Apple has had 12 employees arrested over the course of last year for leaking internal information about future software plans, according to a memo leaked (ironically) today, spotted by Bloomberg. The company said in a strongly worded memo that it had caught 29 people who leaked information last year, and 12 of them were arrested. Those 29 people included employees, contractors, and supply chain partners. Leakers do not simply lose their jobs at Apple, the memo reads, In some cases, they face jail time and massive fines for network intrusion and theft of trade secrets, both classified as federal crimes. The memo attempts to curb internal leaks by warning employees that reporters and media outlets may try to befriend them, but the cost of a leak means reporters earn more web traffic while the employees could lose their jobs. While it may seem flattering to be approached, its important to remember that youre getting played, it stated, adding that once a person loses their job for leaking, finding employment elsewhere could be hard. Earlier this year, Apple caught an employee who leaked details of an internal meeting where Apples senior vice president of engineering Craig Federighi informed employees that certain software features in iOS would be delayed. Last year, another employee was fired for leaking details about the iPhone X, iPad Pro, and AirPods to 9to5Mac.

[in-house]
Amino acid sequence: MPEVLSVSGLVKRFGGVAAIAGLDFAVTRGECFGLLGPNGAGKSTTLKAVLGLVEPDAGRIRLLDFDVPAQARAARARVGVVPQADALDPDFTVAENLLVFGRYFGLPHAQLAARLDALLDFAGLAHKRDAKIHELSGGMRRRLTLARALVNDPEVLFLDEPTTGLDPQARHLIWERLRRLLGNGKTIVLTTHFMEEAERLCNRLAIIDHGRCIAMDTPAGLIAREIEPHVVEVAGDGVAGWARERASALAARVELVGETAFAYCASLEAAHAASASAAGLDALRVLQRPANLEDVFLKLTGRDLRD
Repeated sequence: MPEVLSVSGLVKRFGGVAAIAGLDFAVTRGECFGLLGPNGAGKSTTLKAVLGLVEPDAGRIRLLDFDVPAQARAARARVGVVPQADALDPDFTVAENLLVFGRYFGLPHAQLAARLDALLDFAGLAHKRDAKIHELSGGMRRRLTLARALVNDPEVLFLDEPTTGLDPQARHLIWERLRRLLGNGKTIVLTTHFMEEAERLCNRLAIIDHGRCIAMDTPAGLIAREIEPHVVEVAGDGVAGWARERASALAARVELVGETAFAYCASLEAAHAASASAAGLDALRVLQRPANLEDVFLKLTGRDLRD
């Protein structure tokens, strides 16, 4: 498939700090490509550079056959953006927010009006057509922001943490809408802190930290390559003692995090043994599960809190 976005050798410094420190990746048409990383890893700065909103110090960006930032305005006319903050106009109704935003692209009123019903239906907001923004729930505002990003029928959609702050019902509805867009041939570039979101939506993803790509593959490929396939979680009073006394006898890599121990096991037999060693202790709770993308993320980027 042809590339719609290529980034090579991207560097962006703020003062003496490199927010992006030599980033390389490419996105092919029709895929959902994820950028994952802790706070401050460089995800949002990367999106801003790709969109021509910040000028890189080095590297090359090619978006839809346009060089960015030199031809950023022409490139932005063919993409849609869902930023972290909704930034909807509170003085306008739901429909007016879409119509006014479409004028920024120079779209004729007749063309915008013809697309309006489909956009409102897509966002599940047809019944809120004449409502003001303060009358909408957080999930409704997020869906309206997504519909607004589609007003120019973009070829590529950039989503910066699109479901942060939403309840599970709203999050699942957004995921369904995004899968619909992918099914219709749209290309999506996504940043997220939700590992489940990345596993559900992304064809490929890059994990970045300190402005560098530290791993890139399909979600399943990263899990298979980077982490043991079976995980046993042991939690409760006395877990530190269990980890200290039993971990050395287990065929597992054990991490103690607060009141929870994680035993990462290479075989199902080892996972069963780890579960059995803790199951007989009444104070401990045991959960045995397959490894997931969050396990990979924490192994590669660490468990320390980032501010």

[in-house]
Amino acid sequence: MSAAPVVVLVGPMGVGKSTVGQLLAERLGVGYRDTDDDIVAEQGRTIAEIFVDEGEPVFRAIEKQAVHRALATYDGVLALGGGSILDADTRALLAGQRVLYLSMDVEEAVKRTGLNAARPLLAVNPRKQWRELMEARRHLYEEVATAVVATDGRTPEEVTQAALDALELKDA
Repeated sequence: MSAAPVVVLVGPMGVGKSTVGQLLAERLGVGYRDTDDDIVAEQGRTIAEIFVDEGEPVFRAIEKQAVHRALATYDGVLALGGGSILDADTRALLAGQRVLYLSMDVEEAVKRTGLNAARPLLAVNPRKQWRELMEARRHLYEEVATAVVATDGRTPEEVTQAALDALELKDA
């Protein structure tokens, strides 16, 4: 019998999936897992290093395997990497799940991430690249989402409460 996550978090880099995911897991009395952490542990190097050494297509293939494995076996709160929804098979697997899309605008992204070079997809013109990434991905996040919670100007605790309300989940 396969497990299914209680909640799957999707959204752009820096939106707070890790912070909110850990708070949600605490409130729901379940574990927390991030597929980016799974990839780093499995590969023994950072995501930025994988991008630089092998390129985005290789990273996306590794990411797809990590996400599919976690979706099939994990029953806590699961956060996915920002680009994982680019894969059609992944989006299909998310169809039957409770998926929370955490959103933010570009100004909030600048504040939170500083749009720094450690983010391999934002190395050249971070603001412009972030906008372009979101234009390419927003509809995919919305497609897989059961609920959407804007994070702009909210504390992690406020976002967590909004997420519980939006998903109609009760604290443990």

Apple warns leakers that theyre getting caught faster than ever. On Friday, Bloomberg News published what it described as an "internal blog" post in full. The memo warned that Apple "employees, contractors, or suppliers—do get caught, and theyre getting caught faster than ever." The post also reportedly noted that, "in some cases," leakers "face jail time and massive fines for network intrusion and theft of trade secrets both classified as federal crimes," adding that, in 2017, "Apple caught 29 leakers, and of those, 12 were arrested. " It is not clear what precise charges those arrested face. Leaks are nothing new for Apple or any other Silicon Valley firm, but they have been particularly abundant at Apple of late. As recently as February 2018, Apple's iBoot code was posted to GitHub. Last September, iPhone X specs were also leaked. In June 2012, an AT&T executive admitted to leaking Apple-related information to investors. Many leaks, like news about Apple working on its own processors and developing a way to make macOS and iOS software interoperable, have appeared in Bloomberg, which published this leak as well. "You've got thousands of people working on manufacturing something who have no vested interest in keeping it secret," one employee said, adding that he believes leaks will continue to increase as Apple ramps up overseas manufacturing operations. "It will be increasingly hard to hide the industrial design we do because we manufacture things overseas. Since we don't do it in the US, it may be hard to surprise people over anything in the future." Way back in 2006, Ars reported on a California state appellate court decision that found in favor of Apple-leaking sites—the company could not force them to reveal their sources, citing Californias journalist shield law. Apple did not immediately respond to Ars' request for comment. The US Attorney's Office for the Northern District of California did not immediately respond to Ars' request for comment either. "I have reached out to our high-tech crimes unit for additional information, and I will be happy to relay that to you upon receipt," Terry Lynn Harman, an assistant district attorney in Santa Clara County (where Apple is based), emailed Ars.